For this GDB tutorial, I invited my good friend Phil Nash to show CLion’s less known GDB command features. Phil is a developer at JetBrains.
CLion is an Integrated Development Environment (IDE) for C and C++. GDB and LLDB fully integrate with CLion. You may not even know that GDB runs under the hood, so I thought that this is an excellent opportunity to explore how you can optimally leverage GDB in CLion.
Over to you Phil.
As Greg said, you may not even know that GDB or LLDB runs under the hood. CLion most likely picked up your toolchain when you installed it. If you need to set it up or make changes to your toolchain, then you can do that in settings.
You can even add more toolchains, and switch between them.
CLion offers all the fundamentals, such as setting breakpoints, stepping into or out of code, and inspecting variables. But if you’re a GDB expert, you’ll be pleased to know that you still have full access to the GDB console at any time.
A quick note, LLDB is a drop-in replacement for GDB, and it is easier to integrate on macOS, so I use it throughout the video.
Going beyond the basics
Where debugging in CLion really shines though, is where it goes beyond the basics. For example, in addition to the standard variable inspector pane, variable values are also shown inline alongside your source code — giving you a much more integrated experience, and keeping you in your debugging flow.
In other cases, CLion exposes the more advanced GDB command features. For example, it can evaluate a complex expression, even if it involves function calls. You can declare your variables, just scoped within your evaluation, and even change the state in the program directly or inside the function call. You can add these complex expressions as watches so that you can reevaluate them on every step.
You can do more with breakpoints too.
Do more with breakpoints
CLion shows a breakpoint as a red dot in the gutter. You can turn a breakpoint on and off by ticking the dot or simply use the short-cut.
If you right-click a breakpoint, you’ll get more options.
You can disable a breakpoint, which is handy if you don’t want to remove it entirely, but stop it from doing anything for now.
You can get a breakpoint to break conditionally based on the evaluation of a single value or an expression.
You can also set a conditional breakpoint to suspend the execution.
That seems odd. Why would you want a breakpoint if it doesn’t break?
Let’s look into that.
You can get a conditional breakpoint to log things, show a message, stack trace, or use the result of another expression evaluation. This is useful if you want to see how a specific state is changing without stopping the program from running.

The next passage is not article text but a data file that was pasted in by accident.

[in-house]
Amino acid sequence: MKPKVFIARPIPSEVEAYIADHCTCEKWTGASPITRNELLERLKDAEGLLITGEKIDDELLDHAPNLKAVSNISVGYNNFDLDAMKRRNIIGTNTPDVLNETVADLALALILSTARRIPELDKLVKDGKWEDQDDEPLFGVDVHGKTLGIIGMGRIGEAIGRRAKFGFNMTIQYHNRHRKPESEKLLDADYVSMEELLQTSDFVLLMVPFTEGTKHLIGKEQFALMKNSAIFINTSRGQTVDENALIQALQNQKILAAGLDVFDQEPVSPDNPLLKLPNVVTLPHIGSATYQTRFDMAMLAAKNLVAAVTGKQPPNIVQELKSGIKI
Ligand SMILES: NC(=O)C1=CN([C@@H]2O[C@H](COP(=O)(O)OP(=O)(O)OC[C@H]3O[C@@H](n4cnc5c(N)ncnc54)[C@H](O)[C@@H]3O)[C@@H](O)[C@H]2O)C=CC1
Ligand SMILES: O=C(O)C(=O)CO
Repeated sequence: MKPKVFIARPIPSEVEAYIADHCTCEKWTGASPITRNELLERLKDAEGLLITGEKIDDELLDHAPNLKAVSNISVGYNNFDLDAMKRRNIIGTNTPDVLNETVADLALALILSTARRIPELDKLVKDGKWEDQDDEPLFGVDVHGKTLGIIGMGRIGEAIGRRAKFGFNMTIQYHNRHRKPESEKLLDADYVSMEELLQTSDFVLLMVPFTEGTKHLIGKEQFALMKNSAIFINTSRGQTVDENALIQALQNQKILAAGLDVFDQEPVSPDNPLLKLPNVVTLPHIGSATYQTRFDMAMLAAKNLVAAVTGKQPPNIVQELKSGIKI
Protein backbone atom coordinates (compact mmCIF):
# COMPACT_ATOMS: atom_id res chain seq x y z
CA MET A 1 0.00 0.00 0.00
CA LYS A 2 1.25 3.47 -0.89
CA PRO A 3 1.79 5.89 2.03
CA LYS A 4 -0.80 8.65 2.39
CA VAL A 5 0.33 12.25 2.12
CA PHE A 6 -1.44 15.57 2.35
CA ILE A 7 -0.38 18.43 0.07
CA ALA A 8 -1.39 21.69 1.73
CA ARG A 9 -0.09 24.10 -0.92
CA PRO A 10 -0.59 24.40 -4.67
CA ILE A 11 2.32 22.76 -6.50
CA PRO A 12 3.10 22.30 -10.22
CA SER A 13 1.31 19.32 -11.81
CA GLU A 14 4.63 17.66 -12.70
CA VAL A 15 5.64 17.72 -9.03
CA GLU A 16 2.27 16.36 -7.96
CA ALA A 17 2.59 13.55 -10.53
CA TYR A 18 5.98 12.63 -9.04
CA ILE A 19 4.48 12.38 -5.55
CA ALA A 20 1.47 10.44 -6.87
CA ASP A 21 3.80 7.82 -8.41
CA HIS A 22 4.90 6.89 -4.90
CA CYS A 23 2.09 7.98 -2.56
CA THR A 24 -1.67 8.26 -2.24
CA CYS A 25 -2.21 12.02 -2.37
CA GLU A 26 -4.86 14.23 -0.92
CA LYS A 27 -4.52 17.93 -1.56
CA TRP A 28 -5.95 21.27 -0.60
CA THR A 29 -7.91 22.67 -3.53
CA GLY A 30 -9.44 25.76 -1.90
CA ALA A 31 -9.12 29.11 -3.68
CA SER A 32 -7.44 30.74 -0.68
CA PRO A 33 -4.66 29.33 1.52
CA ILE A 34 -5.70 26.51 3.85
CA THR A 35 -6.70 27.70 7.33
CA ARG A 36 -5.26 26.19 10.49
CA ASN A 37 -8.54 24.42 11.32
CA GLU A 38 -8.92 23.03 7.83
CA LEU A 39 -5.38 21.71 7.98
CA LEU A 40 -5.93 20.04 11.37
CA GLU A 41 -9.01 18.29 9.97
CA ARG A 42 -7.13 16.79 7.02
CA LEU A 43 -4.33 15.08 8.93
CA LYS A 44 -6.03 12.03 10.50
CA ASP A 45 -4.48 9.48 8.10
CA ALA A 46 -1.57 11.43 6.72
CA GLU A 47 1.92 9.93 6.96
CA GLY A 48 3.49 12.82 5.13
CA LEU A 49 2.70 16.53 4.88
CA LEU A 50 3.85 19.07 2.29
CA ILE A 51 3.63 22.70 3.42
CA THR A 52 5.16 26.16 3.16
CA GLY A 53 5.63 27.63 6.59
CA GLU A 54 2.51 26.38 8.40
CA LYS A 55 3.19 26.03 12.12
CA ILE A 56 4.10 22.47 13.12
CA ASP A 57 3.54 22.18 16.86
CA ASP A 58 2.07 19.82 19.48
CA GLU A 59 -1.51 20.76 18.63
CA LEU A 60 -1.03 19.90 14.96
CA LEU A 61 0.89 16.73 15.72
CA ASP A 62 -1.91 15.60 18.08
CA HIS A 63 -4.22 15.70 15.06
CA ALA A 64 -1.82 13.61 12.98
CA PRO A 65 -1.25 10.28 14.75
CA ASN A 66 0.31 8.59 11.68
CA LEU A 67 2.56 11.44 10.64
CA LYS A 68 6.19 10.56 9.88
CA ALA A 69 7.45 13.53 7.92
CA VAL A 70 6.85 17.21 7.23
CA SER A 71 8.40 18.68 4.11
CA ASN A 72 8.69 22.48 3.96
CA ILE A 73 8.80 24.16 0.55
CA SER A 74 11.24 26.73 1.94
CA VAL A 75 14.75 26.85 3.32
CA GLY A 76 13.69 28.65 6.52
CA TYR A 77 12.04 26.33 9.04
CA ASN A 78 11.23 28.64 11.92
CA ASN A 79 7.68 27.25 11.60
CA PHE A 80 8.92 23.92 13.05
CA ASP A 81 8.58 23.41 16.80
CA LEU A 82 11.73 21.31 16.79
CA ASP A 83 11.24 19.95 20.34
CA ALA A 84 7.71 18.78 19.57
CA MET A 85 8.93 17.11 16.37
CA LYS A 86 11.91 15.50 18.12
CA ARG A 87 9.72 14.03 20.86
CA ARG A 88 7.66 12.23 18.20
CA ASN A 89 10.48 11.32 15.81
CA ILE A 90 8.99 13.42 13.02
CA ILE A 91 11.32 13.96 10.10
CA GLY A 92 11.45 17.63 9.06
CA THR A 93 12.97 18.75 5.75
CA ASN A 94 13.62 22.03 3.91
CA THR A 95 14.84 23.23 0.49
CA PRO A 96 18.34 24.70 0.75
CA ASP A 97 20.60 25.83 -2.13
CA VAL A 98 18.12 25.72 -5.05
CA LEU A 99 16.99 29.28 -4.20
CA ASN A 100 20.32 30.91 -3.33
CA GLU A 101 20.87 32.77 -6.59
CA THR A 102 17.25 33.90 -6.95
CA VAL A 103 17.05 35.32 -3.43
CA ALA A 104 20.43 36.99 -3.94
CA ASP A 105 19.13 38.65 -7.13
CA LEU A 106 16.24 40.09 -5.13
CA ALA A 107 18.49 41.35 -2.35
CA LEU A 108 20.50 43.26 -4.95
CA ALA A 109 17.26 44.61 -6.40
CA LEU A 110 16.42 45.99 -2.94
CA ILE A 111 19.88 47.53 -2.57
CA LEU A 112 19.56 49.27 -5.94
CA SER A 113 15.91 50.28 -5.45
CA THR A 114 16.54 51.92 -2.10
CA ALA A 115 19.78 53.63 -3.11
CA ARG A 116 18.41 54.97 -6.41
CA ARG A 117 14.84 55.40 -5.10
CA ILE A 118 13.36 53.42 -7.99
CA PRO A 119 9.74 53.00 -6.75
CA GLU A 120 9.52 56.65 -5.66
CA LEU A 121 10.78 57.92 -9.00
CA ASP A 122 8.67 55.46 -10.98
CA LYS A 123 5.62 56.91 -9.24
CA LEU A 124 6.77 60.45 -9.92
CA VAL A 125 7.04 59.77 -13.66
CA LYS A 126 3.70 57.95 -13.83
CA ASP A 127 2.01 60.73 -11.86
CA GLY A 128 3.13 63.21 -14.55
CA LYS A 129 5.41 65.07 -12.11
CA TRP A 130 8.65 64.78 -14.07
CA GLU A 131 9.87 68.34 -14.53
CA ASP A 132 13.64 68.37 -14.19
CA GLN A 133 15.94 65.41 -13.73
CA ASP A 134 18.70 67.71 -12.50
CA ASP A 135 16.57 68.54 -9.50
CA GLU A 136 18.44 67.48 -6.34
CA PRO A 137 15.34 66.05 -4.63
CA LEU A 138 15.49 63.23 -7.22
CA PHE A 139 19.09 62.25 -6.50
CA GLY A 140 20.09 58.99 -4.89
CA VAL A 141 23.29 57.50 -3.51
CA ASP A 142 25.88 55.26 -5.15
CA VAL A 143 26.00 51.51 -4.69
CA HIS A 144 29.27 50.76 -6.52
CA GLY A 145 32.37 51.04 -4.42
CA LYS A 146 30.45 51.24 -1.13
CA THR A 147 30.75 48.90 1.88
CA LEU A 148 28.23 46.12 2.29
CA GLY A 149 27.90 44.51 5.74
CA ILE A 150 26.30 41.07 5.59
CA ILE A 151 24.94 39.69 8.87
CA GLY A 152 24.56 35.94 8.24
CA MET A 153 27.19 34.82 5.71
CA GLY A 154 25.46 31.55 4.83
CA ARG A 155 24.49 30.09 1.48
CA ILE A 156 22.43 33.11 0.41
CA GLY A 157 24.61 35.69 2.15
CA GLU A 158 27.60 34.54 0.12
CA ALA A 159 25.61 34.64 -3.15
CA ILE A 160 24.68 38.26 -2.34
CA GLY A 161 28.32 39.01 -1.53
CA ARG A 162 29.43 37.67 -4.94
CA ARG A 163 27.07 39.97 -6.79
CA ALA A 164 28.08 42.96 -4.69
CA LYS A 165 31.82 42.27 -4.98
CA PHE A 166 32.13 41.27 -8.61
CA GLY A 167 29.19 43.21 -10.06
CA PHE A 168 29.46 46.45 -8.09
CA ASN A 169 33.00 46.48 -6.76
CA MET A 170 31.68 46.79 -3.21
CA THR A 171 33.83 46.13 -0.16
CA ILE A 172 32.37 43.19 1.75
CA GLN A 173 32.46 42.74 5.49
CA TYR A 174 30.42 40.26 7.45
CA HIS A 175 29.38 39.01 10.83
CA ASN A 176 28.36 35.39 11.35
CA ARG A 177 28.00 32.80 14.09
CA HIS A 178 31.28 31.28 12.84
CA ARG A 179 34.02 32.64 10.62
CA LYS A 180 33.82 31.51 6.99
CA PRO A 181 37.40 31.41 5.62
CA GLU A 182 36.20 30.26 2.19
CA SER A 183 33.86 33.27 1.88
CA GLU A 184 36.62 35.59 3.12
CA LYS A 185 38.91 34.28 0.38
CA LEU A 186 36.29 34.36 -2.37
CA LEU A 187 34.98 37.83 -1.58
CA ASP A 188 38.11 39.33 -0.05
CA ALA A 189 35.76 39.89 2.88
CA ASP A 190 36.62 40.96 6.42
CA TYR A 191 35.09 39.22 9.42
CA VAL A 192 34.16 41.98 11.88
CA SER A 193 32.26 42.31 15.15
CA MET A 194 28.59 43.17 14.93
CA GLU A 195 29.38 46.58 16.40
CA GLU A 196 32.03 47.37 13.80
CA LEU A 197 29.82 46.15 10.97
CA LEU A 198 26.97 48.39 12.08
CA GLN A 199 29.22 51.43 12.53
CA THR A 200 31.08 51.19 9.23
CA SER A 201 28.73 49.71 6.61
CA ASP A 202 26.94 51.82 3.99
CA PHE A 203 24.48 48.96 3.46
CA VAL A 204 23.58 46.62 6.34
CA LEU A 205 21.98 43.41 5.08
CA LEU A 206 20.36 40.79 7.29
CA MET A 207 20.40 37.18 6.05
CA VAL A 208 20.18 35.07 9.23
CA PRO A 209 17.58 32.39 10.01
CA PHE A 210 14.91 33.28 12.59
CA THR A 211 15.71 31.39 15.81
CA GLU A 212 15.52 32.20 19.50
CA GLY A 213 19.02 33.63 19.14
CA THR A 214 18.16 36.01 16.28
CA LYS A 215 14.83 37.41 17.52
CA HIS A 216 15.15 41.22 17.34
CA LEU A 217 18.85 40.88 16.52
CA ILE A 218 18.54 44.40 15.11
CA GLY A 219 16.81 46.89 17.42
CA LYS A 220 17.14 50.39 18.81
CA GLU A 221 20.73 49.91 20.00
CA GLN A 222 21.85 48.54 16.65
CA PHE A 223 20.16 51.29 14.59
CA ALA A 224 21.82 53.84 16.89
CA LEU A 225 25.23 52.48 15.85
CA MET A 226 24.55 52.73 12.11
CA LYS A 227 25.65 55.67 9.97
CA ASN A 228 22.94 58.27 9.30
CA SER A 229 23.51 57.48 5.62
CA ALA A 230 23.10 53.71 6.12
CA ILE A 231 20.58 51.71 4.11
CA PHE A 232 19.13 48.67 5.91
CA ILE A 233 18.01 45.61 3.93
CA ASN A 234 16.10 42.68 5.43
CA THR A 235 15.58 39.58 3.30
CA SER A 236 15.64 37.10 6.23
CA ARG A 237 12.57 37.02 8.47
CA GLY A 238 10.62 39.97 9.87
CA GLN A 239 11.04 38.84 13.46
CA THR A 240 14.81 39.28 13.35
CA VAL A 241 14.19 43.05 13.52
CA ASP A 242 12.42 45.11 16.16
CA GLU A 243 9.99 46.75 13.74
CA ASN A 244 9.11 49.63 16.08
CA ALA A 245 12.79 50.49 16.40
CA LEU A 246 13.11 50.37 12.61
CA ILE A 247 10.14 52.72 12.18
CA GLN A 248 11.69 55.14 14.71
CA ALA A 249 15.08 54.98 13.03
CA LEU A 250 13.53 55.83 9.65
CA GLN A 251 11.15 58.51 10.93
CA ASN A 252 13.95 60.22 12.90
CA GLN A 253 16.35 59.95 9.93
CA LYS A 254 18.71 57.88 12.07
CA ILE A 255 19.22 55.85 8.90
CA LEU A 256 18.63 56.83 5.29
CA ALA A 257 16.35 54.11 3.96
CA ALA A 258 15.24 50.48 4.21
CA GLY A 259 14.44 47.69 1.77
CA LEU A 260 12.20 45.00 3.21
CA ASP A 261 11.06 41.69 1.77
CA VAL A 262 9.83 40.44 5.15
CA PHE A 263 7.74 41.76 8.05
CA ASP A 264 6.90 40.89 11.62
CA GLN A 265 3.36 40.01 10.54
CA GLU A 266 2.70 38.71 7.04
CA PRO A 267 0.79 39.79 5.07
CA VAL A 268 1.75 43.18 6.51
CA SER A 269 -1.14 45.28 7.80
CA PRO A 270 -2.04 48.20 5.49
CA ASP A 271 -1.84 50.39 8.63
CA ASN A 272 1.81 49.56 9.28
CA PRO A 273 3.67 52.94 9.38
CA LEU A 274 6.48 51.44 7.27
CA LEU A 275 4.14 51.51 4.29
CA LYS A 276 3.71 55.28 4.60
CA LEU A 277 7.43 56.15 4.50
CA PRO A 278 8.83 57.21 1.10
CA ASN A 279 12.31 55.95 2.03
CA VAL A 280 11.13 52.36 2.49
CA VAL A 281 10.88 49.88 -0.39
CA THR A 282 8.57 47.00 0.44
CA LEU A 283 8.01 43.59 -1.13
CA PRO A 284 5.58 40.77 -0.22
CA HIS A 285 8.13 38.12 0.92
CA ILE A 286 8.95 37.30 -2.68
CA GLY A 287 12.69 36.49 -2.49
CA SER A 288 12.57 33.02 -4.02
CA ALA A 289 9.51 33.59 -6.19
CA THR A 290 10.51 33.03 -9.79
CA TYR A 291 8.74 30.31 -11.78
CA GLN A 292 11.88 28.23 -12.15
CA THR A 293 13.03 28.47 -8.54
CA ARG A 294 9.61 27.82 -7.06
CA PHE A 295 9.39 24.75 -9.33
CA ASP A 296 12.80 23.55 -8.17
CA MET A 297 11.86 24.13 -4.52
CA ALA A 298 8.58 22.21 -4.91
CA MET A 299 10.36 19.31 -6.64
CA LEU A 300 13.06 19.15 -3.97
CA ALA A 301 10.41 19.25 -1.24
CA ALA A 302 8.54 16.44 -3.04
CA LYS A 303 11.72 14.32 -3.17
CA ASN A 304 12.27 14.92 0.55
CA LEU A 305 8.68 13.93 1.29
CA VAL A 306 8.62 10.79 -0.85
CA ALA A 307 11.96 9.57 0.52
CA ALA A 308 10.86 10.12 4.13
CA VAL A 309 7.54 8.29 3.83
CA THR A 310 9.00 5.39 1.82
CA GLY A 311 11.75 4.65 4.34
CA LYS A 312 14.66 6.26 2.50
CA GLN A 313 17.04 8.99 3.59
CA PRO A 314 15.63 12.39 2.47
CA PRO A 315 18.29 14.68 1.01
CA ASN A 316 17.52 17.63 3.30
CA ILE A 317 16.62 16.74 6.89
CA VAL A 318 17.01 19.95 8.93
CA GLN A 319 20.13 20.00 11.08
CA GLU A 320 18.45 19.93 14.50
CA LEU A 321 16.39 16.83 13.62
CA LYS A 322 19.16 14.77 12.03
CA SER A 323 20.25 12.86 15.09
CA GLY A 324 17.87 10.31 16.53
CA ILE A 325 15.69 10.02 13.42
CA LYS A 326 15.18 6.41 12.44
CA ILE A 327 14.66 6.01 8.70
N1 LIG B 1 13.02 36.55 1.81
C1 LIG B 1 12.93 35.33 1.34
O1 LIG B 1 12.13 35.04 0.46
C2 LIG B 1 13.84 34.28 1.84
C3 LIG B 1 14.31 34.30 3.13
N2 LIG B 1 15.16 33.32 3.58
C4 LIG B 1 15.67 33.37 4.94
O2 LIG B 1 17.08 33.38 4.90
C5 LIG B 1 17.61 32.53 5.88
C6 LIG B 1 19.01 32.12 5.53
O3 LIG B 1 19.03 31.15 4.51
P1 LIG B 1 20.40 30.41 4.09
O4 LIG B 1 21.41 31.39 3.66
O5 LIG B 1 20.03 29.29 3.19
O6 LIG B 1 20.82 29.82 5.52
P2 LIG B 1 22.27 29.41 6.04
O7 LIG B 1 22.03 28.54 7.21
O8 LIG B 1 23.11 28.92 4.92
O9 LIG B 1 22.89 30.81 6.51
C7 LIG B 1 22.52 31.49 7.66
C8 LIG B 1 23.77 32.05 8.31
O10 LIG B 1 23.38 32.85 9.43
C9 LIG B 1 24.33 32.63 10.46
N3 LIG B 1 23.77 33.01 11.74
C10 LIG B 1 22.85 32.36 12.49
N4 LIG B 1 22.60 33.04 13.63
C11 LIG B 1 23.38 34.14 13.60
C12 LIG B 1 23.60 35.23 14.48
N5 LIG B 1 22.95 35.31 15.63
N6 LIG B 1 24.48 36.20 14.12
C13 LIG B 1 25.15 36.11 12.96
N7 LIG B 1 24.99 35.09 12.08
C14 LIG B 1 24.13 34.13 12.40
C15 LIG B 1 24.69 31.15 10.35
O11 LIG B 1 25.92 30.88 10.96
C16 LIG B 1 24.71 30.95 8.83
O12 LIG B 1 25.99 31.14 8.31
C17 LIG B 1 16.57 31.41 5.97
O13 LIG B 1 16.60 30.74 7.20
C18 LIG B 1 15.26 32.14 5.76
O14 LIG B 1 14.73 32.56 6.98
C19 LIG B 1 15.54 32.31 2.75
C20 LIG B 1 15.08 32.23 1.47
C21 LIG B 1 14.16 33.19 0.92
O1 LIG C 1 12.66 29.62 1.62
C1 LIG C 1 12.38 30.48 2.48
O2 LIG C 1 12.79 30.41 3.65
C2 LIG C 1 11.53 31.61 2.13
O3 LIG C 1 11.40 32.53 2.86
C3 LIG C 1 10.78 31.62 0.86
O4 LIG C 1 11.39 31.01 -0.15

You can also get it to fire only once by setting remove once hit, or the other way around, keep the breakpoint disabled until it reaches another breakpoint first.
It’s important to remember that breakpoints don’t have to break or suspend so that you can set one to act as a dependency for another breakpoint later. That is useful if your code executes a lot, but you only want to debug when it traverses a particular code path.
You can do even more.
There’s another type of breakpoint that CLion supports, the watchpoint.
Watchpoints set on data rather than code
In CLion, a watchpoint triggers on data rather than code. You can set a watchpoint to fire when a variable is read from, written to, or either. That’s useful if you don’t know what line causes the problematic change, merely that the data changes.
Attach CLion to a running program
It’s common to start the execution of your program in the GDB, but in CLion, you can also attach it to an already running process. To do so, CLion gives you an attach to process command, which shows you a list of running processes from which you can pick.
You can easily filter the list just by typing. This filter can come in handy especially when the process list gets long. Once you attached a program, the debugger works just the same way as before.
Remote modes for debugging
Finally, let’s look at how CLion supports debugging on a remote machine. In CLion, there are various ways to do remote development; but for debugging purposes, it boils down to either connecting to the GDB server on the remote machine, local mode, or in full remote mode. In remote mode, you build and deploy over SSH, and CLion takes care of syncing the source files.
Note that this remote mode works for Docker containers and many other embedded toolchains too.
Level up your code writing with CLion
Debugging and solving problems in the tool that you also use to code your program, helps you write better software programs much faster. CLion is definitely an IDE to consider if you seek to level up your code writing.
In this GDB tutorial, I showed you just some of the less known GDB features in CLion. But there are many things I didn’t explore. One of them is that CLion can also integrate with UndoDB via a plugin for reverse-debugging capability.
I hope you found something new to try out.
Good luck debugging.
Phil Nash & Greg Law
Originally published at https://undo.io.